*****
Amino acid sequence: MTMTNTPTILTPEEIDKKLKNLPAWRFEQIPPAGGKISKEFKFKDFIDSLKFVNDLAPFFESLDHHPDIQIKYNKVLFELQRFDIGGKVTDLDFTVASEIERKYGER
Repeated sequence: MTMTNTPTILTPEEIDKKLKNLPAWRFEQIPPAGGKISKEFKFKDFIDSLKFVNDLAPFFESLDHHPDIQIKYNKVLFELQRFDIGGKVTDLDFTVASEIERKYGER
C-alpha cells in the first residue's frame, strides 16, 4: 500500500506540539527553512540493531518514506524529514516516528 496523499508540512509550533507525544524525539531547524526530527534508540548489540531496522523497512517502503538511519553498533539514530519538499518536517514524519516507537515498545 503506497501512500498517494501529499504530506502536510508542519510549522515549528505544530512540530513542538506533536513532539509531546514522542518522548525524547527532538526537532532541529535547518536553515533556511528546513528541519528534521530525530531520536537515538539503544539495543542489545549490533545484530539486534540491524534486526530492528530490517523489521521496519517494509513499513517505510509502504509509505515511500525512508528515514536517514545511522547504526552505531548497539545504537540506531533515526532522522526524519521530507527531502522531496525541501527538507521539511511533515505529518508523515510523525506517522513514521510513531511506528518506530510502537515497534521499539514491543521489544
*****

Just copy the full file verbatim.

Amino acid sequence: MTMTNTPTILTPEEIDKKLKNLPAWRFEQIPPAGGKISKEFKFKDFIDSLKFVNDLAPFFESLDHHPDIQIKYNKVLFELQRFDIGGKVTDLDFTVASEIERKYGER
Repeated sequence: MTMTNTPTILTPEEIDKKLKNLPAWRFEQIPPAGGKISKEFKFKDFIDSLKFVNDLAPFFESLDHHPDIQIKYNKVLFELQRFDIGGKVTDLDFTVASEIERKYGER
C-alpha cells in the first residue's frame, strides 16, 4: 500500500506540539527553512540493531518514506524529514516516528 496523499508540512509550533507525544524525539531547524526530527534508540548489540531496522523497512517502503538511519553498533539514530519538499518536517514524519516507537515498545 503506497501512500498517494501529499504530506502536510508542519510549522515549528505544530512540530513542538506533536513532539509531546514522542518522548525524547527532538526537532532541529535547518536553515533556511528546513528541519528534521530525530531520536537515538539503544539495543542489545549490533545484530539486534540491524534486526530492528530490517523489521521496519517494509513499513517505510509502504509509505515511500525512508528515514536517514545511522547504526552505531548497539545504537540506531533515526532522522526524519521530507527531502522531496525541501527538507521539511511533515505529518508523515510523525506517522513514521510513531511506528518506530510502537515497534521499539514491543521489544